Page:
Central America is the most murderous region in the world when it comes to non-political fatalities, according to a United Nations Development Program (UNDP) security report released on Monday.
Since the year 2000, the murder rate has climbed in all seven countries, from Guatemala to Panama. The killings have shown few signs of decline and the Central American countries have consistently surpassed the global average.
When averaged out among the seven nations, the region reported over 33 homicides per 100,000 citizens per year in 2008. In 2006 – the most recent global tally available – the world averaged nine homicides per 100,000 inhabitants.
Costa Rica, which has the lowest rate in the region, saw its homicide numbers almost double in eight years – rising from six per 100,000 inhabitants in 2000 to 11 in 2008.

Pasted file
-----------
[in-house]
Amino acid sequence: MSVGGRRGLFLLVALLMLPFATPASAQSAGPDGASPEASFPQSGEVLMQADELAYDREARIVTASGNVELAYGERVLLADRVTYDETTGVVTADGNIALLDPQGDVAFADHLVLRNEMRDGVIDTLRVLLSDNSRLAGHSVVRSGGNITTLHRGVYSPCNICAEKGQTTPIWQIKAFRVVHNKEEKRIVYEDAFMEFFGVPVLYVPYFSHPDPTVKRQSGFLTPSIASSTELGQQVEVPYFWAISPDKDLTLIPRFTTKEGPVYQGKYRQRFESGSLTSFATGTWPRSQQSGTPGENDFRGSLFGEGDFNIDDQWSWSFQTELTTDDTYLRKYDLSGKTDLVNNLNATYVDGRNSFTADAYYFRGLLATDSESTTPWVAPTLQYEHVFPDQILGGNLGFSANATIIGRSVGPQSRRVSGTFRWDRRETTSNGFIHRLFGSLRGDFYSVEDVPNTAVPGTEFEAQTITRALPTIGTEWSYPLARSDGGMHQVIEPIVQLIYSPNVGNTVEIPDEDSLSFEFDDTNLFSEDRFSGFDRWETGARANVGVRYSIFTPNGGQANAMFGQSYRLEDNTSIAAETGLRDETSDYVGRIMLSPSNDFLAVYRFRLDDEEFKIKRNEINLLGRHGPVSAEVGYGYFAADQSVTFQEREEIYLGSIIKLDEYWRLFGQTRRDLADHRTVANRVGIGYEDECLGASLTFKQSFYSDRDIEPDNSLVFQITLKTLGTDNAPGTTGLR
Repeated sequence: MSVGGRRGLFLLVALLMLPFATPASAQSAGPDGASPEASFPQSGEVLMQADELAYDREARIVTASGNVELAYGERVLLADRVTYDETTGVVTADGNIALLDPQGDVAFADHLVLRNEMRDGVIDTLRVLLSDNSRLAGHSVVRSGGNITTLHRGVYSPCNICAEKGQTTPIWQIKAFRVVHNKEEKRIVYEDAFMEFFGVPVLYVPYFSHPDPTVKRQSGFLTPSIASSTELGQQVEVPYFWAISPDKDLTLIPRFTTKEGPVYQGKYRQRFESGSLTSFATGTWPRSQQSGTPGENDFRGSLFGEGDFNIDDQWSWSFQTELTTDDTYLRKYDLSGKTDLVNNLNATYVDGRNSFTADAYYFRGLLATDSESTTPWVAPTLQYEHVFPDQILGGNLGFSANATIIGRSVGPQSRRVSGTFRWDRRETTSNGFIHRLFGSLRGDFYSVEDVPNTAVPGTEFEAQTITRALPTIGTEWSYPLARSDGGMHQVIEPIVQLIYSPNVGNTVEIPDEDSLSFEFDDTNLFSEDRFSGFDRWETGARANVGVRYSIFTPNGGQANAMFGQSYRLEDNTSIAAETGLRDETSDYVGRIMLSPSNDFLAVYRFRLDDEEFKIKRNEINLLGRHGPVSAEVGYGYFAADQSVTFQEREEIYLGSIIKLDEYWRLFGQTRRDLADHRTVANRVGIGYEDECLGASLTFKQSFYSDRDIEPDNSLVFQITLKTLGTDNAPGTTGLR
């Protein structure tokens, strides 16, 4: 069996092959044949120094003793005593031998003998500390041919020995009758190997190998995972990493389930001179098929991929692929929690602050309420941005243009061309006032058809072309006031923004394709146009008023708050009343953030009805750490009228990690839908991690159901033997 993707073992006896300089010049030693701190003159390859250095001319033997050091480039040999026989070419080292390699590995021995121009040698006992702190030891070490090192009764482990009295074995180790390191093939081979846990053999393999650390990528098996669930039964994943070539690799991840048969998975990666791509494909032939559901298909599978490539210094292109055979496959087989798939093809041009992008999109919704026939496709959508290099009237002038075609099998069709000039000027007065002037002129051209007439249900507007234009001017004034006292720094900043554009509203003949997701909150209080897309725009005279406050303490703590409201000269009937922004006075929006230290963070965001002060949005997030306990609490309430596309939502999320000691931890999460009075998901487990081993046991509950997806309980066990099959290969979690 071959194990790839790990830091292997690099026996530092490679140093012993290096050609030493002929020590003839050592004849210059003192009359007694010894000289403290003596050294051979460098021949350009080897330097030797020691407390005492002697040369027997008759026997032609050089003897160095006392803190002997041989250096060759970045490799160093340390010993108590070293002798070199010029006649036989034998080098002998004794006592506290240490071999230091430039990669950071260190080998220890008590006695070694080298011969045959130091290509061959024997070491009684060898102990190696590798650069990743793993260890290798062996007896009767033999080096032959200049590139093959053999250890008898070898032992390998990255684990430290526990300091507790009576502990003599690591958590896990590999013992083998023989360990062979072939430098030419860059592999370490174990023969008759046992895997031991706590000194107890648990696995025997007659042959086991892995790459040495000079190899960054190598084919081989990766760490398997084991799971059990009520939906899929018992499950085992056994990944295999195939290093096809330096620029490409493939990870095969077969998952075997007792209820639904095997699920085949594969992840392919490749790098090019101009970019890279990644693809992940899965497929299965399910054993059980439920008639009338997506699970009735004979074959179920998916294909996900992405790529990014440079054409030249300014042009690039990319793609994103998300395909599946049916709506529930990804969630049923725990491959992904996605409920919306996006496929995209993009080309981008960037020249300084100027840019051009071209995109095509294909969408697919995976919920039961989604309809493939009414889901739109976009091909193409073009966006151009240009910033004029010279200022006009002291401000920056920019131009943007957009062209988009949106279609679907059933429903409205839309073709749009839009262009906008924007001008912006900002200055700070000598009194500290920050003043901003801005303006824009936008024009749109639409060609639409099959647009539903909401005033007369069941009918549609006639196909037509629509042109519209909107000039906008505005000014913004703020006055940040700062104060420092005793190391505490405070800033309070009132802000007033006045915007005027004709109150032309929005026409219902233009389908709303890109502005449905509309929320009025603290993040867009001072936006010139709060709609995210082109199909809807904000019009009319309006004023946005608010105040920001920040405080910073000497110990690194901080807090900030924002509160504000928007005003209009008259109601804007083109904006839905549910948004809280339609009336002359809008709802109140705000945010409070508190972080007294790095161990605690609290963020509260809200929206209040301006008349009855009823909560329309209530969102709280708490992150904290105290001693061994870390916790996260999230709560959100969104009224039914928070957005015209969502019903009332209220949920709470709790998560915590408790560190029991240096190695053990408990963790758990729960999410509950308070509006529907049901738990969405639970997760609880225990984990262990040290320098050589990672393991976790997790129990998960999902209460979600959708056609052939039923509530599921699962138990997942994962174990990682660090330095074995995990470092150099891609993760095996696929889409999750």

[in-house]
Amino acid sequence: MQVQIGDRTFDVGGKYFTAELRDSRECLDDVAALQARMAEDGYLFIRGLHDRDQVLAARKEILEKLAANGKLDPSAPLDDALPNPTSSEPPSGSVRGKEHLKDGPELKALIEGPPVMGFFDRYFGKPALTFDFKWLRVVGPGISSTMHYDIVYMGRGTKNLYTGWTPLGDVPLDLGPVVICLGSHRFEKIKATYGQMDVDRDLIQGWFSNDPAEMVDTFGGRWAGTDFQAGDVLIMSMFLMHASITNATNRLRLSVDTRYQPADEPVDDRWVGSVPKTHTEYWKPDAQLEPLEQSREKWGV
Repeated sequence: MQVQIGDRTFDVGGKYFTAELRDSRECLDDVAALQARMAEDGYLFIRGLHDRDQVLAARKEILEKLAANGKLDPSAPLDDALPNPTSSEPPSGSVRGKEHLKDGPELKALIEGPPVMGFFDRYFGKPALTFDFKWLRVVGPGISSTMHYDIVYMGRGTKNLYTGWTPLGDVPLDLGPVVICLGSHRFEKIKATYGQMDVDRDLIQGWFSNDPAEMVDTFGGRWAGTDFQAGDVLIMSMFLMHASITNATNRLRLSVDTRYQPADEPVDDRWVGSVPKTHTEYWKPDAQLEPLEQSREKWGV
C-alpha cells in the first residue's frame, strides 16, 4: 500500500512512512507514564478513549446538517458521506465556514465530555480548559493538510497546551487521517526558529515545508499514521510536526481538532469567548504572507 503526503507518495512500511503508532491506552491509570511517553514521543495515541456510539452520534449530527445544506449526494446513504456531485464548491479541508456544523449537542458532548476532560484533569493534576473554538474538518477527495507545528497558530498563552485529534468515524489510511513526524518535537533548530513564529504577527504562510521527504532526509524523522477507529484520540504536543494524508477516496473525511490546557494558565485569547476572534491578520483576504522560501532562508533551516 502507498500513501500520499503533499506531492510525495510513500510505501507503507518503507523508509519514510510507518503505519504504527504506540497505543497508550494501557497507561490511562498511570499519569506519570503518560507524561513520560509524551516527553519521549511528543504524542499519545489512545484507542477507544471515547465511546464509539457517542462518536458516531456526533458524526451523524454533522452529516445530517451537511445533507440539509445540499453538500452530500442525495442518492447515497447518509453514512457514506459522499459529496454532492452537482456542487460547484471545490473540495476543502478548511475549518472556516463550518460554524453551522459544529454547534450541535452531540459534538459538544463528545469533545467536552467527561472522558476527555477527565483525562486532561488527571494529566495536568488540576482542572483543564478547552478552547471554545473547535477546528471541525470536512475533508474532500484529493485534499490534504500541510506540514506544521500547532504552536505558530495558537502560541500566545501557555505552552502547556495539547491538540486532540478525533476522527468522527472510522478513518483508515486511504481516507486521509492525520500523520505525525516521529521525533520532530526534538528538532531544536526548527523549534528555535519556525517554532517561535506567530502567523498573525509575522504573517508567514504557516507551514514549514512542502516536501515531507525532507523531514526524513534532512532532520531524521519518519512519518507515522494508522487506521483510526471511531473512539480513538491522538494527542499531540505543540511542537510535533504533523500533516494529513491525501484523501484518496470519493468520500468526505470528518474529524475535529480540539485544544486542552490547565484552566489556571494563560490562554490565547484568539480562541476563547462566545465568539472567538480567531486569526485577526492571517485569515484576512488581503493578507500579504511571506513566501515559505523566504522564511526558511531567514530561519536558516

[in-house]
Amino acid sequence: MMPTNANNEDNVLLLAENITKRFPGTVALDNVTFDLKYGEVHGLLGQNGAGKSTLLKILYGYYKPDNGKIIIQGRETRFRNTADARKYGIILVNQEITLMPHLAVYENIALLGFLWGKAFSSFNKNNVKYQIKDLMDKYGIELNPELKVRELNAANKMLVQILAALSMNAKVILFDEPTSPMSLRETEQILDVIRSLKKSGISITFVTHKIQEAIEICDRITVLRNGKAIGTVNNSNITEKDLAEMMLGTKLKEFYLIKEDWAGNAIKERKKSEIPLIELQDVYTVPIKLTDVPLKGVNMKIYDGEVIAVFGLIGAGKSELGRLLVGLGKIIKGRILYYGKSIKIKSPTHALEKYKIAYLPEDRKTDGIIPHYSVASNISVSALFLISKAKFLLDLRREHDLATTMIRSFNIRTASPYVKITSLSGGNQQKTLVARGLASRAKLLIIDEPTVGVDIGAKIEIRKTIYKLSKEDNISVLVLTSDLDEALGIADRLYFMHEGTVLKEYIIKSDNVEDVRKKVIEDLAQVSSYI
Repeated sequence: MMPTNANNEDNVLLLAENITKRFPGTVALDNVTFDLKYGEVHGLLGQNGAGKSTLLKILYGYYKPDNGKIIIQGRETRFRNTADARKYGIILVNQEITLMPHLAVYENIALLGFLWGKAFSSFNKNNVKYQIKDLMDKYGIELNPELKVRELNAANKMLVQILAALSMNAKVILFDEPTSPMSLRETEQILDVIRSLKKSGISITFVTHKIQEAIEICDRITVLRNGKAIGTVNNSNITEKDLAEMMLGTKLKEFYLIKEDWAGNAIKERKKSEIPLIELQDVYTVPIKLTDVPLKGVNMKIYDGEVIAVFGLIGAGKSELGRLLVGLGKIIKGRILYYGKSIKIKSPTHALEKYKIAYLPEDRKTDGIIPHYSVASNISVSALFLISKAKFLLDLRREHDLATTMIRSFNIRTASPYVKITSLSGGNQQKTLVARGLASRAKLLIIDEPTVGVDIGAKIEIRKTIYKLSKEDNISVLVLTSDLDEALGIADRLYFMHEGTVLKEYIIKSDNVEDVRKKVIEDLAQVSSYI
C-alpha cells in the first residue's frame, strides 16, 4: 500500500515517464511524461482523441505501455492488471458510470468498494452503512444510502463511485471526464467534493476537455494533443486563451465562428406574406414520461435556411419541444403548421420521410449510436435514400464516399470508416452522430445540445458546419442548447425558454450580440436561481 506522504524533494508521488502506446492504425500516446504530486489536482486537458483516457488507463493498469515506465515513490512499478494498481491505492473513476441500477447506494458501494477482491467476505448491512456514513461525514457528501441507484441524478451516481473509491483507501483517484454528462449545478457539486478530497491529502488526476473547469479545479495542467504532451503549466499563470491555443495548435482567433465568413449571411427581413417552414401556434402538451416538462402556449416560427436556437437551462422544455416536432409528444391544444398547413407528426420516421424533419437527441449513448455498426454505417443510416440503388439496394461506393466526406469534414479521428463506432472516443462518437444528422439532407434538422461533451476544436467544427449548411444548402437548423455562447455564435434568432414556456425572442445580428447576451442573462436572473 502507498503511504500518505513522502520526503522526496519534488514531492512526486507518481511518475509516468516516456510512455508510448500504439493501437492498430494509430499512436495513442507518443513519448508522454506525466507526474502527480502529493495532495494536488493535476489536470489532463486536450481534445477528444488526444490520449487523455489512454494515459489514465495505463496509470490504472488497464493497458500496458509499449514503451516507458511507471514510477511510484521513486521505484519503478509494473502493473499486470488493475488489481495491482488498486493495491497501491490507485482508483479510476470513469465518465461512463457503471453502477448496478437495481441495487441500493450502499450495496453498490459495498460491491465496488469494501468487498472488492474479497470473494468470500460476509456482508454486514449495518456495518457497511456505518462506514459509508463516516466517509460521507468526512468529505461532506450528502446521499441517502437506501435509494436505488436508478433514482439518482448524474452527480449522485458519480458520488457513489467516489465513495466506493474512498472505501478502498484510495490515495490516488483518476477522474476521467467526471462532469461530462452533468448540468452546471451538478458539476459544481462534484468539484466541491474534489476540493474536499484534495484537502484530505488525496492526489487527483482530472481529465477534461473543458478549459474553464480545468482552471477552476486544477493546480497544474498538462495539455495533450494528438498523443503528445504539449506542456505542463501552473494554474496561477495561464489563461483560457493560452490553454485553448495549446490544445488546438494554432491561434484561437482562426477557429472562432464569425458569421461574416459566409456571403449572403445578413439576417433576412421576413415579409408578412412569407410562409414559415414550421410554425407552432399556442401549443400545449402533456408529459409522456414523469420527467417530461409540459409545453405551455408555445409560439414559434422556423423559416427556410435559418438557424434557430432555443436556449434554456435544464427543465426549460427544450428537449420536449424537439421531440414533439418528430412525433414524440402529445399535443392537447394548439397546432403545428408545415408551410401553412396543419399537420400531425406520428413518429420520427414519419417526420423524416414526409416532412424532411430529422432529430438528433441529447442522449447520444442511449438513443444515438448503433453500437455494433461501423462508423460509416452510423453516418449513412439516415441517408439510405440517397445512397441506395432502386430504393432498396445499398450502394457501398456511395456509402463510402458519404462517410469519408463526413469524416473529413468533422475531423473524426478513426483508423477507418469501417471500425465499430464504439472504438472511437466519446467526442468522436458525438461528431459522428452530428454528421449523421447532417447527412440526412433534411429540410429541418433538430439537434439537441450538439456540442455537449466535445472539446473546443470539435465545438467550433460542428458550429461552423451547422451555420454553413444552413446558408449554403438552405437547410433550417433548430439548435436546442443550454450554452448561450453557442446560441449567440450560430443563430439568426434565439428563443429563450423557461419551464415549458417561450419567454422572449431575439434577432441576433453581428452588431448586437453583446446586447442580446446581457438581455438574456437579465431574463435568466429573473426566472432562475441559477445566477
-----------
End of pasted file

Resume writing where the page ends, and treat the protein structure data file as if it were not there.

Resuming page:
Honduras, widely considered the poorest country in Central America, reported the most homicides per 100,000 people – 58 in 2008.
The report primarily blames spikes in drug trafficking and organized crime – including a growing number of gangs – as the main culprits for the increased assaults.
While some governments have indicated that they prefer beefed up police forces and strengthened sanctions to prevent deadly aggression, Luiza Carvalho, Costa Rica´s resident representative for UNDP (locally called PNUD), believes that the solution lies elsewhere.
“Solutions to security problems do not come from a hard fist or a soft hand, but from strategy, knowledge and the development of adequate tools and protection of the rule of law,” Carvalho said. “Solutions require civility and social inclusion. … The best solutions to citizen insecurity problems will be found in a democratic system.”